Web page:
Oct 26, 2011

Transcendent Life

If, by some divine decree, I were given the opportunity to give to the whole world one awareness, I think it might surprise some what that would be. The truth that I would want the world to know is this: "This life is not really about this life." The idea being, of course, that our physical life should never be thought of as an end in itself. It is not.

Certainly, the drama of this physical life is an important one. And it demands a certain level of participation from all of us. And the impact of that participation has up close and personal consequences and blessings, every day. But what we sometimes do not understand is that the greatest import of this life actually overflows the physical dimension.

In fact, this life is but an increment of a much larger, a transcendent life. This physical life serves most importantly as what might be understood as an "incubation period" for our spiritual transformation.

That is why Jesus would make this statement. "No one can serve two masters; for either he will hate the one and love the other, or else he will be loyal to the one and despise the other. You cannot serve God and mammon. Therefore I say to you, do not worry about your life, what you will eat or what you will drink; nor about your body, what you will put on. Is not life more than food and the body more than clothing? ... 

Therefore do not worry, saying, `What shall we eat?' or `What shall we drink?' or `What shall we wear?' For after all these things the Gentiles seek. For your heavenly Father knows that you need all these things. But seek first the kingdom of God and His righteousness, and all these things shall be added to you."

In considering the "non-normal" approach to life which Jesus advocates above, it certainly helps to understand the divine purposes for this physical life.  Those purposes actually have quite a logical order.   

First, God's ultimate purpose is to renew the broken relationship between God and Man.  Second, in order to do this, a shared values system must be established as the basis for that renewed friendship.  And third, in order to convey these renewing heart values, God has designed that we should ultimately experience a personal Spiritual merger with the Living Christ so that our renewed relationship is established in His power and sufficiency.  So, these are the foundational purposes which give real and enduring value to the activities and involvements of this physical life.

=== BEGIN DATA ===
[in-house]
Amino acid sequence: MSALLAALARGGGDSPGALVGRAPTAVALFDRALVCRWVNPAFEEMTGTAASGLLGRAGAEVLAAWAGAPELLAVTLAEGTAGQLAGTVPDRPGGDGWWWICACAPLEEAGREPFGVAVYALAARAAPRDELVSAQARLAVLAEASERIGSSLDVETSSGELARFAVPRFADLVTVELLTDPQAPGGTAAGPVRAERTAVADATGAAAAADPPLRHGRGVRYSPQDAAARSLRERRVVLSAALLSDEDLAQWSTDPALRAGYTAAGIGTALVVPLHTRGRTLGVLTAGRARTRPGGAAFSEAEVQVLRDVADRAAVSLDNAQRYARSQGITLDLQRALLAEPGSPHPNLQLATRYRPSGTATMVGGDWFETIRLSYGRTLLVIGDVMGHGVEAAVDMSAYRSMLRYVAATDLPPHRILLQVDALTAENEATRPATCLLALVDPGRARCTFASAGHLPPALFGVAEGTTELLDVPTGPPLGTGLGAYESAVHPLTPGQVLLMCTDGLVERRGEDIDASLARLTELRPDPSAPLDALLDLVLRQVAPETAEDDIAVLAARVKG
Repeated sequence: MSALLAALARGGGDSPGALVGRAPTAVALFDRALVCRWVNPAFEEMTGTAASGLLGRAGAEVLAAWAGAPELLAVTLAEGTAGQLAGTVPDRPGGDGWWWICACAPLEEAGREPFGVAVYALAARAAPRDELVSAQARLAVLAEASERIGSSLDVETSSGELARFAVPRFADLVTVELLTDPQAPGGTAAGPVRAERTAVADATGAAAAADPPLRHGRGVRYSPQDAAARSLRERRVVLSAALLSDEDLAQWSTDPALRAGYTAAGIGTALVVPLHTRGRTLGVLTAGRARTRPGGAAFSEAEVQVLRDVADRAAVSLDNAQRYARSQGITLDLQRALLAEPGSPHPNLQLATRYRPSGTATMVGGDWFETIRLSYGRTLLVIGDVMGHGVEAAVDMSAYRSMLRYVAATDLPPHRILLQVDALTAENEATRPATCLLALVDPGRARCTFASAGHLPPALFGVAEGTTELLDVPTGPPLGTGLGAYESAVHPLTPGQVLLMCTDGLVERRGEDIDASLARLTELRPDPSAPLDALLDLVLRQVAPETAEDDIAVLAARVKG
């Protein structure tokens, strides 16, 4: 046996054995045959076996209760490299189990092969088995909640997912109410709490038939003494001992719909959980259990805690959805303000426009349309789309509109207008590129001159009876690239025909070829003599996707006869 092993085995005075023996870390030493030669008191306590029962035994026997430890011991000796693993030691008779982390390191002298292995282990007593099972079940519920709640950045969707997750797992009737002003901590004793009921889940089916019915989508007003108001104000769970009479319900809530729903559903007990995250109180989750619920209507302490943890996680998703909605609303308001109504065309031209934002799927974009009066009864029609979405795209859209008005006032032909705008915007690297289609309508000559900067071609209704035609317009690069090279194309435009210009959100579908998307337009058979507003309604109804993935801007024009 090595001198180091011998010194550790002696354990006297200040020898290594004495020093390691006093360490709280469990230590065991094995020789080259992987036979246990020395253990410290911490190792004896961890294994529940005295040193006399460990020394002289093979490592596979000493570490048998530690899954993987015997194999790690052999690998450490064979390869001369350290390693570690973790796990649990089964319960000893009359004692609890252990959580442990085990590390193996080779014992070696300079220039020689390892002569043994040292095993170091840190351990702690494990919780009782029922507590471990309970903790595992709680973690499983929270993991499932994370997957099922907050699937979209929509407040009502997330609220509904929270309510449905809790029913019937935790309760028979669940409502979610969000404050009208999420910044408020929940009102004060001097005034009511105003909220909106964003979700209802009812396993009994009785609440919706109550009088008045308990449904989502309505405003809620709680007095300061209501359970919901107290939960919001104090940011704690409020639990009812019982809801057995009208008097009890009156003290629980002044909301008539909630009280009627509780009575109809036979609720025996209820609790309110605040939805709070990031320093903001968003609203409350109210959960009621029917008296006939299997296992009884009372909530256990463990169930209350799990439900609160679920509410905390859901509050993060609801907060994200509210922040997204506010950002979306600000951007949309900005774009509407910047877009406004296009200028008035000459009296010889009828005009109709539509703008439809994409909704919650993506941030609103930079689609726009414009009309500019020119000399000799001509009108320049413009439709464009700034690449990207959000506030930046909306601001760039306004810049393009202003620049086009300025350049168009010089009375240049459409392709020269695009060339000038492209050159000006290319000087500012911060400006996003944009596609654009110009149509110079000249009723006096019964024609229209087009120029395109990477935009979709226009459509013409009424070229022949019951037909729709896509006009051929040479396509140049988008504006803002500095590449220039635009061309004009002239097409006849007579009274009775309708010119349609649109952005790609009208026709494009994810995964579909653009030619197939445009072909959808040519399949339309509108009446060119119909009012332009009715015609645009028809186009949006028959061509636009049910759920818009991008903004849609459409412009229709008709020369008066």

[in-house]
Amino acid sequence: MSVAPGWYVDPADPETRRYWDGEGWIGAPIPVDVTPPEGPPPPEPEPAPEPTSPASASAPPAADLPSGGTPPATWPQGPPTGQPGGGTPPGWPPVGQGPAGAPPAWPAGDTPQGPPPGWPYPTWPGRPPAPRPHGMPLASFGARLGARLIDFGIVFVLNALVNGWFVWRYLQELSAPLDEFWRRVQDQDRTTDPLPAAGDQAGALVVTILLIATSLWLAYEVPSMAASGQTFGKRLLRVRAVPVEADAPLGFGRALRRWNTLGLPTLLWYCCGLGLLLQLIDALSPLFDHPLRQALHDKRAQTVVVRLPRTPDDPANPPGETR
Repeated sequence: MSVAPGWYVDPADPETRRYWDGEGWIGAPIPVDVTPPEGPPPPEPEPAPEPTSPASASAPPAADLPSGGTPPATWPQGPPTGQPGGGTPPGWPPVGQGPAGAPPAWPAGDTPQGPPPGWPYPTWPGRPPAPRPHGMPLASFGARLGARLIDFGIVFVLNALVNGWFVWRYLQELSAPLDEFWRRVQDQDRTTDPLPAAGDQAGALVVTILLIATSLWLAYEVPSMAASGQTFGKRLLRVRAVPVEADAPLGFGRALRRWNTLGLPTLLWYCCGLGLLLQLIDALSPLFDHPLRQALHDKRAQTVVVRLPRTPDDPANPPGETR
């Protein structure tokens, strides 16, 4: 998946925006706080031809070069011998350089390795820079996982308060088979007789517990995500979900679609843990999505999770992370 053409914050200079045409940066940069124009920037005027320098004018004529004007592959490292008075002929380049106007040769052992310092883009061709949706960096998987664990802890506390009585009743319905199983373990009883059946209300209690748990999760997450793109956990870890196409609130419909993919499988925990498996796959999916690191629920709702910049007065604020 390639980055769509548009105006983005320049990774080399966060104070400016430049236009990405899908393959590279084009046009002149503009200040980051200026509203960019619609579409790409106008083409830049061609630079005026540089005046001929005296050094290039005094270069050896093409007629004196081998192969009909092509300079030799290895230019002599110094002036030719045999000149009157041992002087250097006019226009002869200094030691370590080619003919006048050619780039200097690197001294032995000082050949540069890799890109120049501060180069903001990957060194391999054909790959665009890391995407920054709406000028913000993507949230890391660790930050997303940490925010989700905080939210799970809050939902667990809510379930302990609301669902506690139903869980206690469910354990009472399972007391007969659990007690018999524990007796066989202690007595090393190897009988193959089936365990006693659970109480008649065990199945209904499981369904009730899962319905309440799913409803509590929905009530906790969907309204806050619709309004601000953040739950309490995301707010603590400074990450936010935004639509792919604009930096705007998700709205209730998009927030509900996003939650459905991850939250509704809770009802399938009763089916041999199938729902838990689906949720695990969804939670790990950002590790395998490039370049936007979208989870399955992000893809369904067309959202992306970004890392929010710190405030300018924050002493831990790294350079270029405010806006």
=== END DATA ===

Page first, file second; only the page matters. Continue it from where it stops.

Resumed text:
Thus, it should not be that this life becomes an end in itself. And yet, often it does. We become so enamored with climbing the corporate ladder, or achieving some personal goal, or pursuing some intense interest, etc. that those pursuits become a purpose in and of themselves. We simply disconnect them from the overarching redemptive purposes which God intended that such things would serve.

Thus, what God wants to use in the redemptive process to shape, and define, and renew us  becomes unavailable for those purposes. Instead, life's pursuits become something we chase merely for their immediate, intrinsic value.

And certainly, the pursuits of this life do have an innate attraction of their own. That is why we become so carried away with them at times. But, what they do not have, in and of themselves, is enduring value. Their usefulness is always short lived when disconnected from God's larger uses.

So, we may get to the top of that corporate or political ladder, etc. We may achieve some great personal aspiration. But usually, by the time we do, most of this brief life is behind us. And, even in the best case scenario, the glory of physical / material achievements are still very soon relinquished to death, and usually, long before that, to the ravages of age.

So, the offerings of this physical existence remain seductive; but obviously, the simple variable is how long the "fun" will last. Will it be only for the brief decades that the physical life affords us. Or, will it be for a transcendent lifetime.

That latter choice is truly empowered by the clear awareness that, indeed, this life is not really about this life. So, I would love for the world to simply understand that the life-scene which we are all presently viewing is only one brief act of a much larger Redemptive Drama.  And really, we should never subtract it from that bigger picture.